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Electronics alumnus Chan Chu-lok, first president of the Hong Kong Amateur Astronomical Society (now known as Hong Kong Astronomical Society), established the Society with other astronomy enthusiasts some 50 years ago to promote astronomy education among the public.

With only poor grades in public exams, Chu-lok became a worker in a factory after secondary school but had to leave due to a work-related injury. Later a social worker helped him get a job in a tutorial school that also sold astronomical instruments. This was where he met his mentor, who not only inspired him to study chemistry and move towards his professional career path, but also taught him astronomy and encouraged him to pursue his interest in this area. The duo later set up the Hong Kong Amateur Astronomical Society together.

Forming groups to popularize astronomy education


Chu-lok recalled picking up French astronomer Gérard Henri de Vaucouleurs’s Discovery of the Universe incidentally and became deeply inspired. ‘Unlike other subjects, amateurs can make a lot of contributions to astronomy,’ he reckoned. When he first ventured into the field, he met many young devotees like himself. They lamented that although ancient China made fascinating achievements in astronomical observation, interest in space among Hong Kong people remained lukewarm. ‘We were young and determined to do something for the amateur astronomy community in Hong Kong,’ he explained. The enthusiasts formed an amateur union in 1970 and had it formally registered as Hong Kong Amateur Astronomical Society in 1974. Chu-lok, who was elected first president, also helped to set up Space Observers H.K. in 1980 and became its first president.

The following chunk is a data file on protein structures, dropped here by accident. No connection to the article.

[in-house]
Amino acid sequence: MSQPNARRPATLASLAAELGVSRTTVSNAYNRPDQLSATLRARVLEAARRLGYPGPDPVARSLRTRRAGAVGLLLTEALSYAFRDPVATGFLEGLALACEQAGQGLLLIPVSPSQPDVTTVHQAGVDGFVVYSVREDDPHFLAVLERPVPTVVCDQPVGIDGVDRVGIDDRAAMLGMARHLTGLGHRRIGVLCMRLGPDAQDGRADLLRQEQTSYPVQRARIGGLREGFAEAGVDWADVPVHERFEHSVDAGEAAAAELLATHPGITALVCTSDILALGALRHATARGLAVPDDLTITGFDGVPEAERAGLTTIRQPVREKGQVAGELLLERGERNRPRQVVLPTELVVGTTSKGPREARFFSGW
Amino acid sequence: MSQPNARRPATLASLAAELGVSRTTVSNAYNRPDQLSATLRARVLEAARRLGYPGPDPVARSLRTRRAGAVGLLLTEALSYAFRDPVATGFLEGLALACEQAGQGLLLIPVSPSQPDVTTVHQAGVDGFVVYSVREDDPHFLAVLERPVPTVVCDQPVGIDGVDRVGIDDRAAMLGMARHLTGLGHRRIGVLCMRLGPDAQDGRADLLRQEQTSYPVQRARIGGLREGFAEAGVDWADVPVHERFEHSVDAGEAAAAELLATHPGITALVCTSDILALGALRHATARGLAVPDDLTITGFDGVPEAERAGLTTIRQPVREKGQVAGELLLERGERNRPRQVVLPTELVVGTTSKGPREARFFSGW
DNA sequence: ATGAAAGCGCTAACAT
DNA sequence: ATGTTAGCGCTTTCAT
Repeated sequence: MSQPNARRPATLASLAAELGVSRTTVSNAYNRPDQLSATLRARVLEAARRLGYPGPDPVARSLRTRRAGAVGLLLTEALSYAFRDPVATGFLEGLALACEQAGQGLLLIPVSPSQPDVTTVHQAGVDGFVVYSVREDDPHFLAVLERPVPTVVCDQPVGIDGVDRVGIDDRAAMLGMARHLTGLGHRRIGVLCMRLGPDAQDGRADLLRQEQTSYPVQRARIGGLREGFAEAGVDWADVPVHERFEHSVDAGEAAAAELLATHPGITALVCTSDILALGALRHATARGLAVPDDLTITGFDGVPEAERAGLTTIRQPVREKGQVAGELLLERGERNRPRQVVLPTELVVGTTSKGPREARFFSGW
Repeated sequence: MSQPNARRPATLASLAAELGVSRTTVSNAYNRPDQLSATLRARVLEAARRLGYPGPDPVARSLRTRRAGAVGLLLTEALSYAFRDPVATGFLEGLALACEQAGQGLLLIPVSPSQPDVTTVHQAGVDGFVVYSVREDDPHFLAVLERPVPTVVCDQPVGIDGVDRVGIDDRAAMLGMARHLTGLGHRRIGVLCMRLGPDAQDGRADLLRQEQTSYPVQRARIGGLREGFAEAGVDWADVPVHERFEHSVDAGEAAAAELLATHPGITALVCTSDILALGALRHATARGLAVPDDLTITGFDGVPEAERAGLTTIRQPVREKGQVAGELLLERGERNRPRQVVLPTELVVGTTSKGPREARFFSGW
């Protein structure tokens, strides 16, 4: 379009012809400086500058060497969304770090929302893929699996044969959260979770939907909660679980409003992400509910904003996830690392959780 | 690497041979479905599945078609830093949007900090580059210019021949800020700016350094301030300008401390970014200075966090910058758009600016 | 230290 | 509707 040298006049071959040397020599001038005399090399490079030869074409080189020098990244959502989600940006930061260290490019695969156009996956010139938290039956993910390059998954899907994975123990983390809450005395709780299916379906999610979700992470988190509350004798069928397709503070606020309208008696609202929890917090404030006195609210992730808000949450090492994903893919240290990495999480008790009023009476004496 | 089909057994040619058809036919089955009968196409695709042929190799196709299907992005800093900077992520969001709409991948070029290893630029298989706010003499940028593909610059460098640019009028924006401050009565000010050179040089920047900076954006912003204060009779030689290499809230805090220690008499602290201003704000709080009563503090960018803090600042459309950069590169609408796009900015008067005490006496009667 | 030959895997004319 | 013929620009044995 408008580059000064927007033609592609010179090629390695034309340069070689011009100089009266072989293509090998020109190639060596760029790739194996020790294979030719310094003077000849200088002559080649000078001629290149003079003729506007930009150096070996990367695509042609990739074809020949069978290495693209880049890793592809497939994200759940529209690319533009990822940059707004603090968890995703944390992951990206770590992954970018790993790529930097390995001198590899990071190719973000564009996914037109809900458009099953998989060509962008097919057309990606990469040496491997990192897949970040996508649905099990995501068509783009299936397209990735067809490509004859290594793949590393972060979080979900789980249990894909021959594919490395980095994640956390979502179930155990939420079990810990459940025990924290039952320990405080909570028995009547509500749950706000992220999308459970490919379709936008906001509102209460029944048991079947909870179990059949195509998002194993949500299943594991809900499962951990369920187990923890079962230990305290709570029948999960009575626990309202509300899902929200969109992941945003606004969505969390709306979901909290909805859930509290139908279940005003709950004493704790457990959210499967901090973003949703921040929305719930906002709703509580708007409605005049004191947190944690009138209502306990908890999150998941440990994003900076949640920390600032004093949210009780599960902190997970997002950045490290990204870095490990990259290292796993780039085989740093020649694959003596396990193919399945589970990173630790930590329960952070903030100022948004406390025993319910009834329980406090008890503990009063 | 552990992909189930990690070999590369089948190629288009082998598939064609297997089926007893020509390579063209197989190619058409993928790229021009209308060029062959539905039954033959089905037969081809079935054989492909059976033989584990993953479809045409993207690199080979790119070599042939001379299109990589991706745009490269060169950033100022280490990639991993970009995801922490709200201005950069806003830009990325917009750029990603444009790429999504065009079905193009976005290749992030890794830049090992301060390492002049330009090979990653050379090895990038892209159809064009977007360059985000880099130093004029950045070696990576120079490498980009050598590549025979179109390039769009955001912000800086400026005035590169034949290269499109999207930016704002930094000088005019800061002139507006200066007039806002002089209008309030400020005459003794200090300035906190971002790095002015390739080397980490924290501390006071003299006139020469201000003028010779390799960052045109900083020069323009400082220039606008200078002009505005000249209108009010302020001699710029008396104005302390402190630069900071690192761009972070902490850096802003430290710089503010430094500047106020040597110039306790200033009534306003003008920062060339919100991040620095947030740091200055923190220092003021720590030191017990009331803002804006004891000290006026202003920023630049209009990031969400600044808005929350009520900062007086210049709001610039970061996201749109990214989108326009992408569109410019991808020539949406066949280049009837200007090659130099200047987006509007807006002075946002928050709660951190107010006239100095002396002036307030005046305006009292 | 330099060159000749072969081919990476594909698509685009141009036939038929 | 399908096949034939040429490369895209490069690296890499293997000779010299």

In order to recruit new blood for the two bodies and break new ground, Chu-lok organized different activities including Hong Kong’s first large-scale astrophotography exhibition, astronomy conferences, publication of academic papers and promotion in secondary schools. ‘It was heartening to see more young people joining us. Our groups will stay young only if we continue to nurture new members,’ he affirmed. Today the two bodies are still communication platforms for devotees in Hong Kong, and Chu-lok keeps promoting the sharing of knowledge among members on the Internet. ‘Renowned for their wealth of information, astronomy enthusiasts in mainland China have praised our discussion platforms, saying they contain “the largest reserve of gold”, ’ he said.

Chasing the celestial phenomena

Advanced astronomical telescopes have become increasingly common and affordable, but this was not the case 40 or 50 years ago. In 1972 when Chu-lok knew that there was land available in Wang Chau, Yuen Long, he took the initiative to build an astronomical observation station with members. ‘I also wrote the words on the signboard by the entrance,’ he said, still bubbling with excitement. The station was just a shabby little hut, but it showed that unity of purpose and effort would do wonders and provided them with many unforgettable memories. He continued, ‘We once set up the largest 4-inch refracting telescope in Hong Kong at that time to watch a Mars perihelic opposition.’